Thursday, November 29, 2012

Tamarindo (Part 4)

Since we arrived in Tamarindo around 8pm, it was too dark to take in any of the town.  I was anxious to go exploring the next morning (and more importantly to find a place to get some coffee).  Needless to say, I was a little less than impressed with my surroundings:

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This was just off the main (and only paved) road in Tamarindo.  The whole town is situated on the beach, and then has about 3 other “main” roads that were gravel (like above).  We rented a condo just on the other side of that gigantic white building.  It was a fabulous deal at $89/night (2 bedrooms, 2 bathrooms, kitchen, living room, & pool)and about a 5 minute stroll to the beach.  Since it was off the beaten path we didn’t get a lot of the street noise, but we did have a pet.

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I named him Pepe.  We only saw him one night up near our ceiling.  And I preferred him to the random ants.

But, what the streets lacked in charm, the beach made up for.

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It went on forever, had hardly anyone on it, and had very little debris from the ocean.

And the ocean was bathtub warm.  The waves were mild, and there was no drop off for as far as I could walk.  Tamarindo is a surfing hub.  At least for beginners.  I’m not sure someone who actually knew how to surf would enjoy it because the waves would probably seem boring to them, but both Carrie and Michelle tried it out.

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They’re out there somewhere.  You could rent a surf board for $10 for the whole day.  I opted for relaxation. I rented a lounger for $6 (all-day) and grabbed my book.  Although Michelle did great and had a blast, her knees were scraped and bleeding from all her attempts and that told me I made the right decision!

We didn’t do any excursions in Tamarindo.  Instead, we spent our days roaming the town and our nights eating at some of the many beachfront restaurants.

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These dining experiences were often accompanied with some beautiful sunsets:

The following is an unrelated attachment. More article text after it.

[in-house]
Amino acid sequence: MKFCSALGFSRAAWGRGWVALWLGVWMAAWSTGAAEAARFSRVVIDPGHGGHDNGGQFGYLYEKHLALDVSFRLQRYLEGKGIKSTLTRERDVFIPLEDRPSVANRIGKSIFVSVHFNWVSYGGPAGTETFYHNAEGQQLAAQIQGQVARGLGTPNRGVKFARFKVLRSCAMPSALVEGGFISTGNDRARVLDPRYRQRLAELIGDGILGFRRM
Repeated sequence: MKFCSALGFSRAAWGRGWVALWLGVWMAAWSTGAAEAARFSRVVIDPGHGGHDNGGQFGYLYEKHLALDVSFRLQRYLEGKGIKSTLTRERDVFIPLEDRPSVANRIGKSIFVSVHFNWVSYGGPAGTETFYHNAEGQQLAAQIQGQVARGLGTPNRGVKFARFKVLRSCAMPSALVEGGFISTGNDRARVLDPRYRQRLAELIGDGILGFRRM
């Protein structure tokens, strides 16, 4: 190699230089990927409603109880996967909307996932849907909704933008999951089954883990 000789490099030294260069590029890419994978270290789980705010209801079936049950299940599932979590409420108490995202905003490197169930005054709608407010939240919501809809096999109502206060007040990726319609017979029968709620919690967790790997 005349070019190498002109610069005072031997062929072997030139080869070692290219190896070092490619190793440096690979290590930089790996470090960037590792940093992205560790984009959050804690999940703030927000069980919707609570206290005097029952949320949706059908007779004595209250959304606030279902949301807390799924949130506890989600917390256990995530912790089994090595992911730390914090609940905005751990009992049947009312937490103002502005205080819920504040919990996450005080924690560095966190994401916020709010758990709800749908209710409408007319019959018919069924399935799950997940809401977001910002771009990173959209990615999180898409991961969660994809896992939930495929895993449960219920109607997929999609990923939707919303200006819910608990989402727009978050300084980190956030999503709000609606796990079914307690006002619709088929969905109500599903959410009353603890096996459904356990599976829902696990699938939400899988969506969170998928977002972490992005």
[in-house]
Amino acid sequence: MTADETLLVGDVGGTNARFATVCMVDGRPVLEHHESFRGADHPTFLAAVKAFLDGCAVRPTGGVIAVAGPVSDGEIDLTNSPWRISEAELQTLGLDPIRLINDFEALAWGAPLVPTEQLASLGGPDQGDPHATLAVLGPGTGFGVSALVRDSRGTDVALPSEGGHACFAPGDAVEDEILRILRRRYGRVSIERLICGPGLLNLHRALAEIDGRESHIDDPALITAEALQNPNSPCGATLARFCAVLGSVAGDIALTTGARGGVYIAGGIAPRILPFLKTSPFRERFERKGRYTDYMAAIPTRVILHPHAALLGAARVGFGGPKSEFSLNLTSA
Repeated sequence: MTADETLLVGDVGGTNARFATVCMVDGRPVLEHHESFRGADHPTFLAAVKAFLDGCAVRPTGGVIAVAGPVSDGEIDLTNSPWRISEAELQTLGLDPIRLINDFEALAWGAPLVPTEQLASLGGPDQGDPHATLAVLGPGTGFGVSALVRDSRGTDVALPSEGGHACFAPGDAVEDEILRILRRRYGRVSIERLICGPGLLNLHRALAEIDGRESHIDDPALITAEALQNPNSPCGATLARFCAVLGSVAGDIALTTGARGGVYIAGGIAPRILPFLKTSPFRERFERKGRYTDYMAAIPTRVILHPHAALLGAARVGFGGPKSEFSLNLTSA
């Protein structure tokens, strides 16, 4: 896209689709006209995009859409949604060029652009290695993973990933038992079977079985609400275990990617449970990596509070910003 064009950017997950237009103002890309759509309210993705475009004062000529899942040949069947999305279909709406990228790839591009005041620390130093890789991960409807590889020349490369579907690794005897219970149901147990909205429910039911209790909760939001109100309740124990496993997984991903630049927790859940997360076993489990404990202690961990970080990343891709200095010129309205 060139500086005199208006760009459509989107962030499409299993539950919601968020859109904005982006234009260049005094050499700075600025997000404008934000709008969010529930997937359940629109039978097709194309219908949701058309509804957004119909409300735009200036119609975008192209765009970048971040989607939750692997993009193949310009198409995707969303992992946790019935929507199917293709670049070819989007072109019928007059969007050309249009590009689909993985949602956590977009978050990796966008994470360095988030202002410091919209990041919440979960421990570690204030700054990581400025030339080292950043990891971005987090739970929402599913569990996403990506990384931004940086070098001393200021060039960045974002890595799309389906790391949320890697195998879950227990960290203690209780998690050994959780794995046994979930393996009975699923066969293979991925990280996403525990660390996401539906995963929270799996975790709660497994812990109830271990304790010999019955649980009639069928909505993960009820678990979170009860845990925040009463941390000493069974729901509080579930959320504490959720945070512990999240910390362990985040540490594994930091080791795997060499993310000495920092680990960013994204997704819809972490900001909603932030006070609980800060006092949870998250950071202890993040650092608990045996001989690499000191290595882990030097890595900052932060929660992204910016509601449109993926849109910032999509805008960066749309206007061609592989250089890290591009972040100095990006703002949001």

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On Thursday morning we packed up, checked out of our condo, and made the hour drive to the Liberia airport.  While we were waiting to check in our rental car something bit/stung me on my back.  After doing the “there’s a bug on me!” dance I had Michelle check it out and she couldn’t find anything, but it stung!  Fifteen minutes later, as we were in the shuttle going to the airport, I turned to my friends and said “You’re going to think I’m crazy, but my throat is really tight and my face is crazy hot and tingly.”  By the time we got to the airport my throat felt huge and Carrie said my eyes were kind of puffy.  Unfortunately, I have learned no medical terms in my Spanish lessons so I had a really hard time describing “allergic reaction” to the non-English speaking paramedics at the airport.  I was able to say “my face is hot” and “my throat is closed”.  A little dramatic but he understood and rattled off something in Spanish and all I heard was the name of a drug.  So, I pulled Carrie into the room because she is a Doctor of Pharmacology.  That guy understood “doctor” and I’m sure he thought she was an M.D. so he started handing her ampules of medicine.  She looked at them, found an antihistamine and told him to give me it.  So, my departing gift from Costa Rica was a shot in the butt.

I still don’t know what it was that bit or stung me. I’m not allergic to American bees.  But, Carrie and I also left with about 20 bug bites each from the beach that itched for over a week so as Carrie put it, I guess Central America’s bugs are a bit heartier than American bugs!

Despite the ending, it was an amazing trip that I’m very fortunate to have been able to take!  Everybody at home (Rob, his parents, my parents) pitched in to cover all my duties and I really appreciate that!  I look forward to going back someday to explore the other side of the country (and to zip line again).  I’ll keep working on my Spanish and make sure I learn some medical vocabulary!

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